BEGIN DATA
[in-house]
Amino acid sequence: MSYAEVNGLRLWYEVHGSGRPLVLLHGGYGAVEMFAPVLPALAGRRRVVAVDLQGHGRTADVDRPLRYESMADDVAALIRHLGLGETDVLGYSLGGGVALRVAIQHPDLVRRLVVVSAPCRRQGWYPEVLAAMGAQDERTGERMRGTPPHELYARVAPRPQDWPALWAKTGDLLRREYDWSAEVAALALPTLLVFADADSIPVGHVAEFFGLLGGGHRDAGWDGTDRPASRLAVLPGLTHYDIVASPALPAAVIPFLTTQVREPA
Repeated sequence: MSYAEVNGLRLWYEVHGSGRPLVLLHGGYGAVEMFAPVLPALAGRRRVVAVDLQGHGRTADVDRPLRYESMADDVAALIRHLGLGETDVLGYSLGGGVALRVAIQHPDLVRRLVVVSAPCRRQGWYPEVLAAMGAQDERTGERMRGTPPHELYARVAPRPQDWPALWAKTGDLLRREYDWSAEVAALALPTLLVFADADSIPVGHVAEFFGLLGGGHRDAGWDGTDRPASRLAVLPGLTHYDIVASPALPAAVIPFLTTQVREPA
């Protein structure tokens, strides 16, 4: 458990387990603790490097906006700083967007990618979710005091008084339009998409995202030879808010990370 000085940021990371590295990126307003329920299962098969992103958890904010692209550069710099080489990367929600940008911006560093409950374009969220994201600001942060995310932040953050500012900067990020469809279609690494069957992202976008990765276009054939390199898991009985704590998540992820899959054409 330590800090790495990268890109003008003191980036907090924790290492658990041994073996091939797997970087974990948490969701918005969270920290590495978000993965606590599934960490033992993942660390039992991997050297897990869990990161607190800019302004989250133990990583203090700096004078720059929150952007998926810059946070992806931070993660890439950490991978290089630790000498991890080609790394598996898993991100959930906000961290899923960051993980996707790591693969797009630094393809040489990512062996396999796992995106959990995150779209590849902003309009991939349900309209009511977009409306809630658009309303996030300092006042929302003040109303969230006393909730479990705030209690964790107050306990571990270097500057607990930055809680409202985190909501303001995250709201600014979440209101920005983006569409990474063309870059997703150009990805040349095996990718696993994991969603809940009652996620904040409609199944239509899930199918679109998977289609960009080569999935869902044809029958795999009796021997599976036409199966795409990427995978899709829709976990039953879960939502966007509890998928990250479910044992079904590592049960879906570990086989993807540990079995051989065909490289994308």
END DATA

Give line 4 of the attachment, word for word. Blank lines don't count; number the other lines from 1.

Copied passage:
């Protein structure tokens, strides 16, 4: 458990387990603790490097906006700083967007990618979710005091008084339009998409995202030879808010990370 000085940021990371590295990126307003329920299962098969992103958890904010692209550069710099080489990367929600940008911006560093409950374009969220994201600001942060995310932040953050500012900067990020469809279609690494069957992202976008990765276009054939390199898991009985704590998540992820899959054409 330590800090790495990268890109003008003191980036907090924790290492658990041994073996091939797997970087974990948490969701918005969270920290590495978000993965606590599934960490033992993942660390039992991997050297897990869990990161607190800019302004989250133990990583203090700096004078720059929150952007998926810059946070992806931070993660890439950490991978290089630790000498991890080609790394598996898993991100959930906000961290899923960051993980996707790591693969797009630094393809040489990512062996396999796992995106959990995150779209590849902003309009991939349900309209009511977009409306809630658009309303996030300092006042929302003040109303969230006393909730479990705030209690964790107050306990571990270097500057607990930055809680409202985190909501303001995250709201600014979440209101920005983006569409990474063309870059997703150009990805040349095996990718696993994991969603809940009652996620904040409609199944239509899930199918679109998977289609960009080569999935869902044809029958795999009796021997599976036409199966795409990427995978899709829709976990039953879960939502966007509890998928990250479910044992079904590592049960879906570990086989993807540990079995051989065909490289994308």